Ever since J Balvin (Jose Álvaro Osorio Balvin) began publicly opening up about his own battles with anxiety and depression, the Latin music artist has seriously committed himself to breaking the stigma of mental health issues for Latinx communities. This year, he launched Oye, the very first bilingual wellness app for Latinx communities with a mission to “enable Latinx and Gen-Z youth to learn how to feel better, unlock their creativity, and transform emotions through creative actions.” The Colombian singer, who serves as the app’s chief dream officer, also announced his collaboration with NBC Studios to host a new six-part docuseries titled “Gente Sana” with Exile Content Studio, to release on Peacock. In recognizing Balvin’s dedication to serving the community when it comes to wellness and mental health, he was honored at the Latino Impact Summit held at the United Nations on Thursday, Nov. 3.
The Latino Impact Summit works “as the main platform to showcase and propel the impact made by the region’s SDG leaders in the public, private and non-profit sectors.” After receiving his award, Balvin shared a bit about his own journey and his involvement with Oye.
“Over the course of my life, I’ve seen my city (Medellín, Colombia) undergo a transformation from fear to creativity. And that is the same path I have traveled as an artist and one people worldwide now yearn for themselves and their communities,” Balvin said in Spanish at the summit. “The pandemic, climate change, inequality, financial crisis: all of these things bring people into states of fear, sadness, and apathy that ultimately can lead to depression, or worse.”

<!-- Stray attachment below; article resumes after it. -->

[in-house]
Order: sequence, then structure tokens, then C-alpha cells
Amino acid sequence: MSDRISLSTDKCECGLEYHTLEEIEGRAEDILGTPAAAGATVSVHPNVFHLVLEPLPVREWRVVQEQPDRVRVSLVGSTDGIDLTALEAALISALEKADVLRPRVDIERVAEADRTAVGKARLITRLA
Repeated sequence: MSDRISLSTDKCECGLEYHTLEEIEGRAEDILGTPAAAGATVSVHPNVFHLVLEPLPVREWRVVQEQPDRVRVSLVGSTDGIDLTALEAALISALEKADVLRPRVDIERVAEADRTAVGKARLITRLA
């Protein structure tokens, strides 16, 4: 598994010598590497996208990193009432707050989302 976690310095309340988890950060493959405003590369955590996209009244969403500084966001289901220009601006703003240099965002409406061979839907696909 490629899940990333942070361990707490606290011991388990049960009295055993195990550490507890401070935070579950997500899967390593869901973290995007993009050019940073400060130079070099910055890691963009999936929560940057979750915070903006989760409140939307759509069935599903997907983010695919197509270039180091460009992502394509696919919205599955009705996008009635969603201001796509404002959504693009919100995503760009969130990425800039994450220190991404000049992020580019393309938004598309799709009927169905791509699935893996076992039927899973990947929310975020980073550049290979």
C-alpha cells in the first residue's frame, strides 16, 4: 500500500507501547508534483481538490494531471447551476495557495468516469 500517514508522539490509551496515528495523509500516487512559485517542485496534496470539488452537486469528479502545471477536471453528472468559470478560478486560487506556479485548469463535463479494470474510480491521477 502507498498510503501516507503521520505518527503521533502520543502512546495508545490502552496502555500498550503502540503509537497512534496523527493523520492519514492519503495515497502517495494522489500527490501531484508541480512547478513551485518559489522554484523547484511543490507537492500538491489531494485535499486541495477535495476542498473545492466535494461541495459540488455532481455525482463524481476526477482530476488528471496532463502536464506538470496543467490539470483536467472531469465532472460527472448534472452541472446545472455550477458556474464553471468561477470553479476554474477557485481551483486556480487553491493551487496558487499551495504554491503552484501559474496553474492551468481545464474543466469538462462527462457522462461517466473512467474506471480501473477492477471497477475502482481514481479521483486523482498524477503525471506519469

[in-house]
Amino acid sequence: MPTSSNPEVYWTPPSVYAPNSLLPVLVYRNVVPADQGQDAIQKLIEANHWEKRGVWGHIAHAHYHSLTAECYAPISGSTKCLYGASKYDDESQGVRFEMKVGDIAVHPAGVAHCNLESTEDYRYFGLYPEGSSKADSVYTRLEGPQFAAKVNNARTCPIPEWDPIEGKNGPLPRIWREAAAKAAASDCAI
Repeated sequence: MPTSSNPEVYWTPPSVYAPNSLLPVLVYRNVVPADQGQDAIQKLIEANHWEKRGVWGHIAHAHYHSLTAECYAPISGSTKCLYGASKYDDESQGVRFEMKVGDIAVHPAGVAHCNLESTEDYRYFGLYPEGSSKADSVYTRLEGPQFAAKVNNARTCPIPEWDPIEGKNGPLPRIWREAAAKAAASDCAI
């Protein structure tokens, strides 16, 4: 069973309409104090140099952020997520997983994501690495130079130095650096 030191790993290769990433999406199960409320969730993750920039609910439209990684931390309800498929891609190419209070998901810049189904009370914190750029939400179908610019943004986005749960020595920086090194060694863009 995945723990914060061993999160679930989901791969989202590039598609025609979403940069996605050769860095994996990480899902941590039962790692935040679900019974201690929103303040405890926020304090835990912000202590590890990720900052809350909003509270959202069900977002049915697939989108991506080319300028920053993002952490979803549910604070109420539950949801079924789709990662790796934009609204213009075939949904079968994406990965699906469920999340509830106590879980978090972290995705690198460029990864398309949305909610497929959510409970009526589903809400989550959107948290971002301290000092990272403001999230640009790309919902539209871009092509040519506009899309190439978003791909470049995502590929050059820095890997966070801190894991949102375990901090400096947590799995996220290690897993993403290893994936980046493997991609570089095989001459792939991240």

Balvin went on to present Gallup’s global research findings on world citizens’ well-being. According to Gallup’s new book “Blind Spot: The Global Rise of Unhappiness and How Leaders Missed It,” unhappiness has been rising across the world for a decade. Surveys show that in 2006, the 20 percent of the world who rated their lives the best had an average life rating of 8.3. The 20 percent who rated their lives the worst, by contrast, had an average life rating of 2.5. But in 2021, the 20 percent who rated their lives the best had an average life rating of 8.9; the 20 percent who rated their lives the worst had an average life rating of 1.2. The gap of 7.7 was the highest in Gallup’s tracking history.
“Improving the way that people feel on the inside and helping people understand the nature of inner climate change is an urgent global need. As an artist, I’ve learned to channel my most challenging emotions into creativity.”
“Each year, Gallup surveys roughly 150,000 people in over 140 countries about their emotional lives. Experiences of negative emotions — related to stress, sadness, anger, worry, and physical pain — hit a record high last year,” Balvin said. “Improving the way that people feel on the inside and helping people understand the nature of inner climate change is an urgent global need. As an artist, I’ve learned to channel my most challenging emotions into creativity.”
The reggaetonero continued on and shared how channeling his emotions into creativity has not only healed him but has also allowed him to connect with people all around the world through music and advocacy. The Oye app includes exercises and activities that allow users to express whatever emotions or feelings are coming up for them through creativity.
“I see this award as a recognition of my purpose to help people feel better, but also of the culture and communities who made me the person I am today, especially Medellín, Colombia, and reggaeton,” he said. “The communities have taught me so much about overcoming fear, embracing creativity, and believing in my dreams.”